The history of Yoga is often said to be unclear and contested. Some scholars trace the development of yoga back 5,000 years, whereas others think yoga may be as old as 10,000 years.

In the 2nd century CE, Patañjali, an ancient Indian sage, wrote the Yoga Sūtras of Patañjali, the earliest and best-known systematic presentation of yoga practices and philosophies marks the beginning of yoga’s so-called classical era.

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Yoga Sūtras by Patañjali

A synthesis of knowledge about yoga from several old wisdom traditions, the Yoga Sūtras organized the yoga practice as an eight-fold spiritual journey of steps to be taken on the path toward Samadhi, Sanskrit for “total self-collectedness”—an alert state of deep mental concentration characterized by a blissful ecstatic union with the ultimate reality of the universe.

Sometimes referred to as the way of Raja Yoga, the eight elements in the Yoga Sūtras were:

  1. Yama (“restrain”)

    The yamas, or restraints, can be summarized as five ethical guidelines that outline a social code of conduct that should be applied when interacting with the world around you.

  2. Niyama (“discipline”)

    The niyamas, or observances, are practices that should be used when turning inward to improve the self. They form a necessary step in preparation for meditation, creating inner focus.

  3. Asana (“position”)

    The original meaning of asana, or posture, was simply a comfortable seat in which to engage in the practice of pranayama and meditation. In today's yoga practice, asana refers to any part of a posture in the yoga practice

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  4. Pranayama (“breath control”)

    Regulating the cycle of inhalation, exhalation and retention of breath is the focus of pranayama, or breath control. As a preparation for meditation, it centers us and helps the body and mind stay in the present moment and focus inward.

  5. Pratyahara (“withdrawal of the senses”)

    Pratyahara, or the withdrawal of the senses, is the practice of isolating consciousness from all distractions and functions as the final physical preparation for meditation as outlined in the last three elements.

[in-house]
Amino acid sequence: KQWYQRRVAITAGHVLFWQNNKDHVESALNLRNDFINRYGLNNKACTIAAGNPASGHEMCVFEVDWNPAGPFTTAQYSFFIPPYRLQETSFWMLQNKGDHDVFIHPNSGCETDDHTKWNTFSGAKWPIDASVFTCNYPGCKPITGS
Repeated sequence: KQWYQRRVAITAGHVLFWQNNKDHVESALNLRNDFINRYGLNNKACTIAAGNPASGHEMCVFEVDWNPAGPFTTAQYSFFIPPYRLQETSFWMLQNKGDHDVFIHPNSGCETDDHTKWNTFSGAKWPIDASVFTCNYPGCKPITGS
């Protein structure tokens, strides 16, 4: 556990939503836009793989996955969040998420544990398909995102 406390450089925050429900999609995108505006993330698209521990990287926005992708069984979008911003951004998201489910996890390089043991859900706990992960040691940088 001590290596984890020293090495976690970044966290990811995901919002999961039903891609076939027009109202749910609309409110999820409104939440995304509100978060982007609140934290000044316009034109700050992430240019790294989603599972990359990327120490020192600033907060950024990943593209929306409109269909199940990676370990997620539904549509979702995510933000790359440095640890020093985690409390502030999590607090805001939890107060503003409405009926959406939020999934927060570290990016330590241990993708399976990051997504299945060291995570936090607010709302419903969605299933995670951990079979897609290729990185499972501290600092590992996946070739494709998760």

6. Dharana (“holding on”)

    Dharana, or concentration, is the initial stage of meditation and the start of the inner journey. During this meditation, you focus your attention on a single part of your body or an image in your mind.

  7. Dhyana ​​(“concentrated meditation”)

    Reaching the stage of dhyana, or meditation, you bring all your attention to a single object that is not further specified in Patañjali’s original texts. Exclusion of all other objects and complete focus aims to clear the mind of all thoughts and images.

  8. Samadhi (“liberation”)

    Samadhi, or pure contemplation, is achieved when the person meditating merges with the object of their meditation. While Patañjali’s explanation ends here, this final stage has been interpreted to mean the union with the divine or highest reality.

    A man meditates in a yoga pose with crossed legs and hands resting on his knees, wearing a purple adidas t-shirt and black shorts.

"People say that Yoga is a science of finding tranquility amidst the chaos of life. And I think somehow it is true. To have some time to find space in your mind."

-Paulo Dybala, Football Player

A woman wearing a purple adidas yoga sports bra and leggings stretches in a yoga pose, lunging forward with one hand raised.

Contemporary yoga is often a predominantly posture-based physical activity consisting of asanas that are oftentimes connected through smooth transitions, the vinyāsas, and sometimes combined with controlled breathing or breathing exercises.

Starting a regular yoga practice means taking time for yourself to focus on your body and mind. Read more about yoga on the adidas blog and get ready to roll out the mat and try it yourself."